Planning Commission Passes Ordinance to Incentivize ADU Construction

The Planning Commission has passed an ordinance to incentivize the installation of Accessory Dwelling Units (ADU), small self-contained apartments that sit on residential lots. Once referred to as granny flats, these units are a key strategy to address the state’s housing shortage because they add housing stock in areas where apartment complexes are not allowed. This is especially impactful in Beverly Hills where 75% of the land is occupied by single-family homes. 

Beginning in 2017, state legislators passed a series of laws making it easier to build ADUs. This includes eliminating minimum lot sizes for ADUs, relaxing parking requirements and streamlining by-right approvals. 

The ordinance passed by the Planning Commission on Jan. 25 ensures that the city’s ADU standards align with those of the state and, in some cases, go above and beyond them to help entice homeowners to build ADUs. The new rules will come before City Council for final approval in an upcoming meeting. 

“This is progress and it also sends a message,” said Planning Commissioner Myra Demeter. “I hope it tells the state that we’re trying to encourage these types of developments and we will continue to look into it.”

Beverly Hills is currently at risk of losing control over local zoning as the state has yet to approve the city’s Housing Element plan outlining how it will create capacity for some 3,100 new units by 2029. The updated ADU ordinance is one of many recent changes the city has made to promote housing development and help meet Sacramento’s demands. 

The updated ordinance passed by Planning Commissioners goes beyond the state’s regulations by adding greater allowances for maximum lot size, building height and floor area in many residential areas.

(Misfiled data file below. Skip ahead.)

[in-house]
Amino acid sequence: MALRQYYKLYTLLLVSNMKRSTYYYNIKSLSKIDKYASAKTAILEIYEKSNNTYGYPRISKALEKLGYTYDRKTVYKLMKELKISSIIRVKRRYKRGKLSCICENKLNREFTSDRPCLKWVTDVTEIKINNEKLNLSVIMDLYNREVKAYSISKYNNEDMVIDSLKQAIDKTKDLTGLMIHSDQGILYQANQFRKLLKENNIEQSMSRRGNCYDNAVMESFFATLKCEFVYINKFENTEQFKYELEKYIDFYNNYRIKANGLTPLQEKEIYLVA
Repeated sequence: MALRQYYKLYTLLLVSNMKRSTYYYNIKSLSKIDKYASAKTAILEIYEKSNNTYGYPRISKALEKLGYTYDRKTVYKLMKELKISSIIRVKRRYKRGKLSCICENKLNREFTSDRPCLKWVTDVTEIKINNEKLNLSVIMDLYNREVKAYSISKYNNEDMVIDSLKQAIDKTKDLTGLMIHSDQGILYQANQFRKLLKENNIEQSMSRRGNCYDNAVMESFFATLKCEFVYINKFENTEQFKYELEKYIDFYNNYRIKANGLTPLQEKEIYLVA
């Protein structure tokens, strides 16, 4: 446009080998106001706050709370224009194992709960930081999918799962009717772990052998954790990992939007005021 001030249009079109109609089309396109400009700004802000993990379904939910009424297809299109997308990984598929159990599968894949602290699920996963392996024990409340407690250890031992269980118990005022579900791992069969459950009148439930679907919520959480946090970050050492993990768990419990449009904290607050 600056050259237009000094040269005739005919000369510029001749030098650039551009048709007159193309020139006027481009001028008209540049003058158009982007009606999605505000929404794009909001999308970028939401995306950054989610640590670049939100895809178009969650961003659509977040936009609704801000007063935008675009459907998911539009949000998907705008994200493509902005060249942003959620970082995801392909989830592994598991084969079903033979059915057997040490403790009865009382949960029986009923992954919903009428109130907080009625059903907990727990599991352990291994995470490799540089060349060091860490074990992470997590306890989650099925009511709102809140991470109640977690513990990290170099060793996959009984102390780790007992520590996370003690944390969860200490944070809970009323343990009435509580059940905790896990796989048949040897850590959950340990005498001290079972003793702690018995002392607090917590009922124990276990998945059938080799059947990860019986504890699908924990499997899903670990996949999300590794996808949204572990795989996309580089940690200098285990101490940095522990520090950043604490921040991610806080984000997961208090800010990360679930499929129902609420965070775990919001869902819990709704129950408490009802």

The Trousdale neighborhood is the only exception to some of these bonuses, a decision commissioners made in order to ensure potential ADUs do not infringe on residents’ views. This was a concern brought up by representatives for the Trousdale Neighborhood Estate Association during public comment. 

“Trousdale already has its own set of (housing development) rules and they abide by their own guidelines,” said Demeter. “One of the very, very sacred things that they have is the view and so we know that’s very important, and many people buy there for the protected view.”

Planning Department staff are also working on creating pre-approved plans for different types of ADUs, including backyard cottages, garage or attic conversions and apartments attached to the main home. The hope is that these templates will further incentivize the use of ADUs by making the design and permitting process easier. 

“I love, by the way, the idea of pre-approved plans,” said Demeter. “It takes a lot of work but I think that’s definitely something that we should be working towards.”

The city has already seen a boom in ADU installation in recent years. Over 80 permits were issued for ADUs from 2019 to 2023, and staff estimate the number will grow to 150 ADUs throughout the 2021-2029 Housing Element period.

Residents interested in learning more about the city’s ADU requirements can visit